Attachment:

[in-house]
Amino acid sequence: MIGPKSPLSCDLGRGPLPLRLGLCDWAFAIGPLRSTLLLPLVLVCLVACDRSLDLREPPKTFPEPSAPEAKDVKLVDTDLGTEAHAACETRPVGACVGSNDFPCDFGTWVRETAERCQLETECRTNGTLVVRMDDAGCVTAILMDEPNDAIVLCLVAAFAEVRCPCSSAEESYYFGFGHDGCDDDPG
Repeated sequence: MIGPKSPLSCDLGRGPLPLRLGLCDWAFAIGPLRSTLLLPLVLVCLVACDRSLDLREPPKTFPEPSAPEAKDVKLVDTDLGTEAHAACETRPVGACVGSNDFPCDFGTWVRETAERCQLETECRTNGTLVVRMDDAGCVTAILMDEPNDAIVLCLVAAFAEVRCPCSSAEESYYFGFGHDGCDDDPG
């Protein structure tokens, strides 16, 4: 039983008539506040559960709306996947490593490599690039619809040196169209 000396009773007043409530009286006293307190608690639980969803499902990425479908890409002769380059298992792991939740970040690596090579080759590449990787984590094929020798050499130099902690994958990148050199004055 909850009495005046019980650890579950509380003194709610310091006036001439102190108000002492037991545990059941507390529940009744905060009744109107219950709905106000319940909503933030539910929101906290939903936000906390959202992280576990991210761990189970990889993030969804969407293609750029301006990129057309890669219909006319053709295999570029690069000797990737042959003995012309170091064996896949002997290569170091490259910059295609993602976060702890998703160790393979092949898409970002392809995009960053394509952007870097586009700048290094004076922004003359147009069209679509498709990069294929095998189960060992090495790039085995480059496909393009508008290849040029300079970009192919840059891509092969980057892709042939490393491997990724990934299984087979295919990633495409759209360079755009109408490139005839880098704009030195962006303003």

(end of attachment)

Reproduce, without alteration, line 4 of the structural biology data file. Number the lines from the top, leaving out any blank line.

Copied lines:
């Protein structure tokens, strides 16, 4: 039983008539506040559960709306996947490593490599690039619809040196169209 000396009773007043409530009286006293307190608690639980969803499902990425479908890409002769380059298992792991939740970040690596090579080759590449990787984590094929020798050499130099902690994958990148050199004055 909850009495005046019980650890579950509380003194709610310091006036001439102190108000002492037991545990059941507390529940009744905060009744109107219950709905106000319940909503933030539910929101906290939903936000906390959202992280576990991210761990189970990889993030969804969407293609750029301006990129057309890669219909006319053709295999570029690069000797990737042959003995012309170091064996896949002997290569170091490259910059295609993602976060702890998703160790393979092949898409970002392809995009960053394509952007870097586009700048290094004076922004003359147009069209679509498709990069294929095998189960060992090495790039085995480059496909393009508008290849040029300079970009192919840059891509092969980057892709042939490393491997990724990934299984087979295919990633495409759209360079755009109408490139005839880098704009030195962006303003």